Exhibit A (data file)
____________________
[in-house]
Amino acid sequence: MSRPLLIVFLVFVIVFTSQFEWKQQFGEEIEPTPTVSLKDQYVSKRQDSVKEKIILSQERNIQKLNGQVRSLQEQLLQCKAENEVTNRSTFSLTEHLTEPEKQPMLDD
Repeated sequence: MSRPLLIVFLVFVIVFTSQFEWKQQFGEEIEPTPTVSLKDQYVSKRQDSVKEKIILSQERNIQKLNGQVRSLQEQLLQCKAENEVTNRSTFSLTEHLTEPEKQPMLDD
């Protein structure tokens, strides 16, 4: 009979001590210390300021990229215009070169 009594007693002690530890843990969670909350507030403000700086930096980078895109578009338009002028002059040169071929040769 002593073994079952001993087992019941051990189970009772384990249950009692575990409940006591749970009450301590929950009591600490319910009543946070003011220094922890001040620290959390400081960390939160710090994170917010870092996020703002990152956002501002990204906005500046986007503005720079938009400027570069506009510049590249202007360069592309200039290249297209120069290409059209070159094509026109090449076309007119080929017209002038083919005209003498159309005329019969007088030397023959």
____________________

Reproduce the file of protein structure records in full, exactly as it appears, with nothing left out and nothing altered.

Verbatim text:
[in-house]
Amino acid sequence: MSRPLLIVFLVFVIVFTSQFEWKQQFGEEIEPTPTVSLKDQYVSKRQDSVKEKIILSQERNIQKLNGQVRSLQEQLLQCKAENEVTNRSTFSLTEHLTEPEKQPMLDD
Repeated sequence: MSRPLLIVFLVFVIVFTSQFEWKQQFGEEIEPTPTVSLKDQYVSKRQDSVKEKIILSQERNIQKLNGQVRSLQEQLLQCKAENEVTNRSTFSLTEHLTEPEKQPMLDD
């Protein structure tokens, strides 16, 4: 009979001590210390300021990229215009070169 009594007693002690530890843990969670909350507030403000700086930096980078895109578009338009002028002059040169071929040769 002593073994079952001993087992019941051990189970009772384990249950009692575990409940006591749970009450301590929950009591600490319910009543946070003011220094922890001040620290959390400081960390939160710090994170917010870092996020703002990152956002501002990204906005500046986007503005720079938009400027570069506009510049590249202007360069592309200039290249297209120069290409059209070159094509026109090449076309007119080929017209002038083919005209003498159309005329019969007088030397023959």